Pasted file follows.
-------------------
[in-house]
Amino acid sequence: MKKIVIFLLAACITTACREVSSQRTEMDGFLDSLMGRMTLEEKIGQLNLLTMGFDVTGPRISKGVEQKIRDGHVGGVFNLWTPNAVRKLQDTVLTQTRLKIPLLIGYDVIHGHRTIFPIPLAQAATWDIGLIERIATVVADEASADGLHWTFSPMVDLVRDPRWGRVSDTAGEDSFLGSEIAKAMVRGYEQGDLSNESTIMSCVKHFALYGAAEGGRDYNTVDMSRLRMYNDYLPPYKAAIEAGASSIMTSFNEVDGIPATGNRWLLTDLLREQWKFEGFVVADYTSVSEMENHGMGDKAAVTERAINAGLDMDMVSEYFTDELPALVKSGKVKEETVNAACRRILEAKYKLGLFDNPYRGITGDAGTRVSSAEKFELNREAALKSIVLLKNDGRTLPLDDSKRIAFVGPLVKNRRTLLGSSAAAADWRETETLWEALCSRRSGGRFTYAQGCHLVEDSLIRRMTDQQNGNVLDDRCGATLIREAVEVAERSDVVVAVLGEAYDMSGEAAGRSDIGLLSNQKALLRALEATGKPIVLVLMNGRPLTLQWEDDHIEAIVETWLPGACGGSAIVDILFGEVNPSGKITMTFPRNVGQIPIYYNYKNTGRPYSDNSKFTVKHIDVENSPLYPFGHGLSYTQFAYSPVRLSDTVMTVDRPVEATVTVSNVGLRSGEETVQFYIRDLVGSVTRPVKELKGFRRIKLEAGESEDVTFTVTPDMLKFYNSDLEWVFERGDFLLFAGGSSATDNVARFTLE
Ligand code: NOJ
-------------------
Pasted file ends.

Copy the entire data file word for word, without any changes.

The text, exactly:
[in-house]
Amino acid sequence: MKKIVIFLLAACITTACREVSSQRTEMDGFLDSLMGRMTLEEKIGQLNLLTMGFDVTGPRISKGVEQKIRDGHVGGVFNLWTPNAVRKLQDTVLTQTRLKIPLLIGYDVIHGHRTIFPIPLAQAATWDIGLIERIATVVADEASADGLHWTFSPMVDLVRDPRWGRVSDTAGEDSFLGSEIAKAMVRGYEQGDLSNESTIMSCVKHFALYGAAEGGRDYNTVDMSRLRMYNDYLPPYKAAIEAGASSIMTSFNEVDGIPATGNRWLLTDLLREQWKFEGFVVADYTSVSEMENHGMGDKAAVTERAINAGLDMDMVSEYFTDELPALVKSGKVKEETVNAACRRILEAKYKLGLFDNPYRGITGDAGTRVSSAEKFELNREAALKSIVLLKNDGRTLPLDDSKRIAFVGPLVKNRRTLLGSSAAAADWRETETLWEALCSRRSGGRFTYAQGCHLVEDSLIRRMTDQQNGNVLDDRCGATLIREAVEVAERSDVVVAVLGEAYDMSGEAAGRSDIGLLSNQKALLRALEATGKPIVLVLMNGRPLTLQWEDDHIEAIVETWLPGACGGSAIVDILFGEVNPSGKITMTFPRNVGQIPIYYNYKNTGRPYSDNSKFTVKHIDVENSPLYPFGHGLSYTQFAYSPVRLSDTVMTVDRPVEATVTVSNVGLRSGEETVQFYIRDLVGSVTRPVKELKGFRRIKLEAGESEDVTFTVTPDMLKFYNSDLEWVFERGDFLLFAGGSSATDNVARFTLE
Ligand code: NOJ